Saro-Wiwa's "Night Ride"

George P. Landow, Professor of English and Art History, Brown University

Saro-Wiwa's "Night Ride"

Like Achebe's Anthills of the Savannah and Saro-Wiwa's own "The Stars Below," "Night Ride" presents an almost despairing portrait of Nigerian corruption so complete that it seems to prevent any sort of external aid. Note how Saro-Wiwa introduces the gospel parable of the good samaritan.

Someone's about to profiteer from the sufferings of the poor. These are gifts from Norway carried in second-hand vehicles, reconditioned and donated by the people of Great Britain. For Africans dying of hunger and malnutrition. . . .How could you stop people from stealing food and medicines meant for the public? How could you stop them from taking bribes? . . . A man was going from Jerusalem to Jericho and fell among a band of robbers. And they beat him . . . If he did not hold himself, he would keel over. And no one would mourn him. Absolutely no one.["Night Ride," A Forest of Flowers, 114, 115-16; second ellipsis in original]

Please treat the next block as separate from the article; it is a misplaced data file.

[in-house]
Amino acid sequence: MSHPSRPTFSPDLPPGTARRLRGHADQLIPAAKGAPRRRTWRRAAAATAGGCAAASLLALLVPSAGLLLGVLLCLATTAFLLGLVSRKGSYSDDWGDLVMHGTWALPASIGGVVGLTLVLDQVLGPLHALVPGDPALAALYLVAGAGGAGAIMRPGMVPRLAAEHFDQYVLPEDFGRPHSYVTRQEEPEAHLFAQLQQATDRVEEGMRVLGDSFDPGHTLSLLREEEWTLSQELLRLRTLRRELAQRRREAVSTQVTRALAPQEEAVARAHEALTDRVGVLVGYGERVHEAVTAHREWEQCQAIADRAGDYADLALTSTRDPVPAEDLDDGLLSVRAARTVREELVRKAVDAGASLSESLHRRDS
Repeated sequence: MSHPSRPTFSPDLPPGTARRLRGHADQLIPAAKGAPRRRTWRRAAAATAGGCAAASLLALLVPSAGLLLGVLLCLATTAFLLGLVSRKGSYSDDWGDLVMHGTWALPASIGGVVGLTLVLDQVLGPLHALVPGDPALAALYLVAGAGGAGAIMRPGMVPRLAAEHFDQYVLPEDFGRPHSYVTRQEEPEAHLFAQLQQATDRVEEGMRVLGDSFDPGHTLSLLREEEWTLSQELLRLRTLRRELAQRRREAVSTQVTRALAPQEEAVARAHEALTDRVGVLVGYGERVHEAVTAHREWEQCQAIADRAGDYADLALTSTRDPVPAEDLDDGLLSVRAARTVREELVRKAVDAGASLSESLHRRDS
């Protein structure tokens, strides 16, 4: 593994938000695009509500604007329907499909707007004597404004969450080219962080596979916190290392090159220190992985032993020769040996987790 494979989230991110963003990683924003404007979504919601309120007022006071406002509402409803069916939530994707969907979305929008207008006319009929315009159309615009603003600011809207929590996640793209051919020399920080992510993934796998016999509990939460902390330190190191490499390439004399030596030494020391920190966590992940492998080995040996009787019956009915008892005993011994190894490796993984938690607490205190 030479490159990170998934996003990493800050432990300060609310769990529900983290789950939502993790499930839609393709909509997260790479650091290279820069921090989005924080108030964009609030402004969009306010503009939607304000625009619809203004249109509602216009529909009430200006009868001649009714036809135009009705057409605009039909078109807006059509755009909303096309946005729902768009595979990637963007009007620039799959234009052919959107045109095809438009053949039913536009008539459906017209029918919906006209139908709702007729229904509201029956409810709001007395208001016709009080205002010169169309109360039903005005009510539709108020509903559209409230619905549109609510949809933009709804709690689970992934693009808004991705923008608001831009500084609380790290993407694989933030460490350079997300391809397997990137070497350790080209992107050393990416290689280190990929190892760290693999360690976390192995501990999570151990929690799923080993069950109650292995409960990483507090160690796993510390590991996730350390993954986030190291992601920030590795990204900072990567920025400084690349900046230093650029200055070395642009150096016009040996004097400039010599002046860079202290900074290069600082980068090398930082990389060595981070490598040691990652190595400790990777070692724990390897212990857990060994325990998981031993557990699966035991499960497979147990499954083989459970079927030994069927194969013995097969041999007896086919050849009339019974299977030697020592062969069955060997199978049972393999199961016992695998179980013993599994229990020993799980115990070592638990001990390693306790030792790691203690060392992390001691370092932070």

How does this passage relate to the narrator's later discussion of the problems of modernization, and how does the parable position the narrator?.

Postcolonial Web Africa OV Nigeria OV Saro Wiwa OV